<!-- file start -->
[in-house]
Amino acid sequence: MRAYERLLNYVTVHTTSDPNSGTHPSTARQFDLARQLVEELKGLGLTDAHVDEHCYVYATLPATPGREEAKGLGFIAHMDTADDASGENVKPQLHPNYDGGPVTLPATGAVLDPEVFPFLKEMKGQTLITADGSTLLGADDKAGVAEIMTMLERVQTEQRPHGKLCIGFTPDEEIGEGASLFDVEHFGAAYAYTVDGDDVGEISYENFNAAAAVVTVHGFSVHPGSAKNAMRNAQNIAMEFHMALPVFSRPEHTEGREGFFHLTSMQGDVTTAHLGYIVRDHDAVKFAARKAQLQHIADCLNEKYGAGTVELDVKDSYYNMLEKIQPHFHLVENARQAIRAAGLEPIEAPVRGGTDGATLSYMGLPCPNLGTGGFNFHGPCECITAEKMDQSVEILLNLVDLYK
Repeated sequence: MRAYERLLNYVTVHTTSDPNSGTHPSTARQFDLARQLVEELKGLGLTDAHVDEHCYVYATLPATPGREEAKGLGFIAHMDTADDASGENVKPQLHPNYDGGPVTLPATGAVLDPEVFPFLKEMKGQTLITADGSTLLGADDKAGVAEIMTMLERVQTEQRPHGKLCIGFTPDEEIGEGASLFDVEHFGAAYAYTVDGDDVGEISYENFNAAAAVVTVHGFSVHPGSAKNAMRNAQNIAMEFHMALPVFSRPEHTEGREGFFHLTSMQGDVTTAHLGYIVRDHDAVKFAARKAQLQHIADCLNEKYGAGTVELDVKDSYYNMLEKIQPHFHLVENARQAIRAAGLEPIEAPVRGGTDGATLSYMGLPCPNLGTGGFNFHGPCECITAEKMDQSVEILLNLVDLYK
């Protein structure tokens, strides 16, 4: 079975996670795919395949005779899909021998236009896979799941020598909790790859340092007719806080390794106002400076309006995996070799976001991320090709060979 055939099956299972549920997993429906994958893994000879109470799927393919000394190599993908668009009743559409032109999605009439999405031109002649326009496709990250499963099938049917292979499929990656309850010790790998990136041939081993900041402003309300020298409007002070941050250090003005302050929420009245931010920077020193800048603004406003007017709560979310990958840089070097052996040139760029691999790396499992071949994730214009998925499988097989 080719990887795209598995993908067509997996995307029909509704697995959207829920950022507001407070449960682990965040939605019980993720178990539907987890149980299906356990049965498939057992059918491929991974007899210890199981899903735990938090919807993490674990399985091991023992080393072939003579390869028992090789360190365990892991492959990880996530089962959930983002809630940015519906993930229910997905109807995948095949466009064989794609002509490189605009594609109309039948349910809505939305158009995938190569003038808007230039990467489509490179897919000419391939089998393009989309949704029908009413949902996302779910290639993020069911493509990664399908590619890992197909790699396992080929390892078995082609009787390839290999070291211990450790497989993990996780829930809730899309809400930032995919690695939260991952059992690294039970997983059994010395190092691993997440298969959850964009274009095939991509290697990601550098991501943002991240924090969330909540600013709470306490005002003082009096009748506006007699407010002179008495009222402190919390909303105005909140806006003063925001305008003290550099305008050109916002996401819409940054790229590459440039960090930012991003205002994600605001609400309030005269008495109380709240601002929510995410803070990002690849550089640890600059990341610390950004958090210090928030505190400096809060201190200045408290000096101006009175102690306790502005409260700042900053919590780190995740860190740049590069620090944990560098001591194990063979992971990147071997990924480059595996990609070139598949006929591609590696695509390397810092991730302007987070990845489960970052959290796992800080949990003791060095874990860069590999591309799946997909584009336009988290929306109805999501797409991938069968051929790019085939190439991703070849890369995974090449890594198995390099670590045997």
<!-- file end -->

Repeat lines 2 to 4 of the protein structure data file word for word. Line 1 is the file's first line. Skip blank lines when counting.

Amino acid sequence: MRAYERLLNYVTVHTTSDPNSGTHPSTARQFDLARQLVEELKGLGLTDAHVDEHCYVYATLPATPGREEAKGLGFIAHMDTADDASGENVKPQLHPNYDGGPVTLPATGAVLDPEVFPFLKEMKGQTLITADGSTLLGADDKAGVAEIMTMLERVQTEQRPHGKLCIGFTPDEEIGEGASLFDVEHFGAAYAYTVDGDDVGEISYENFNAAAAVVTVHGFSVHPGSAKNAMRNAQNIAMEFHMALPVFSRPEHTEGREGFFHLTSMQGDVTTAHLGYIVRDHDAVKFAARKAQLQHIADCLNEKYGAGTVELDVKDSYYNMLEKIQPHFHLVENARQAIRAAGLEPIEAPVRGGTDGATLSYMGLPCPNLGTGGFNFHGPCECITAEKMDQSVEILLNLVDLYK
Repeated sequence: MRAYERLLNYVTVHTTSDPNSGTHPSTARQFDLARQLVEELKGLGLTDAHVDEHCYVYATLPATPGREEAKGLGFIAHMDTADDASGENVKPQLHPNYDGGPVTLPATGAVLDPEVFPFLKEMKGQTLITADGSTLLGADDKAGVAEIMTMLERVQTEQRPHGKLCIGFTPDEEIGEGASLFDVEHFGAAYAYTVDGDDVGEISYENFNAAAAVVTVHGFSVHPGSAKNAMRNAQNIAMEFHMALPVFSRPEHTEGREGFFHLTSMQGDVTTAHLGYIVRDHDAVKFAARKAQLQHIADCLNEKYGAGTVELDVKDSYYNMLEKIQPHFHLVENARQAIRAAGLEPIEAPVRGGTDGATLSYMGLPCPNLGTGGFNFHGPCECITAEKMDQSVEILLNLVDLYK
């Protein structure tokens, strides 16, 4: 079975996670795919395949005779899909021998236009896979799941020598909790790859340092007719806080390794106002400076309006995996070799976001991320090709060979 055939099956299972549920997993429906994958893994000879109470799927393919000394190599993908668009009743559409032109999605009439999405031109002649326009496709990250499963099938049917292979499929990656309850010790790998990136041939081993900041402003309300020298409007002070941050250090003005302050929420009245931010920077020193800048603004406003007017709560979310990958840089070097052996040139760029691999790396499992071949994730214009998925499988097989 080719990887795209598995993908067509997996995307029909509704697995959207829920950022507001407070449960682990965040939605019980993720178990539907987890149980299906356990049965498939057992059918491929991974007899210890199981899903735990938090919807993490674990399985091991023992080393072939003579390869028992090789360190365990892991492959990880996530089962959930983002809630940015519906993930229910997905109807995948095949466009064989794609002509490189605009594609109309039948349910809505939305158009995938190569003038808007230039990467489509490179897919000419391939089998393009989309949704029908009413949902996302779910290639993020069911493509990664399908590619890992197909790699396992080929390892078995082609009787390839290999070291211990450790497989993990996780829930809730899309809400930032995919690695939260991952059992690294039970997983059994010395190092691993997440298969959850964009274009095939991509290697990601550098991501943002991240924090969330909540600013709470306490005002003082009096009748506006007699407010002179008495009222402190919390909303105005909140806006003063925001305008003290550099305008050109916002996401819409940054790229590459440039960090930012991003205002994600605001609400309030005269008495109380709240601002929510995410803070990002690849550089640890600059990341610390950004958090210090928030505190400096809060201190200045408290000096101006009175102690306790502005409260700042900053919590780190995740860190740049590069620090944990560098001591194990063979992971990147071997990924480059595996990609070139598949006929591609590696695509390397810092991730302007987070990845489960970052959290796992800080949990003791060095874990860069590999591309799946997909584009336009988290929306109805999501797409991938069968051929790019085939190439991703070849890369995974090449890594198995390099670590045997």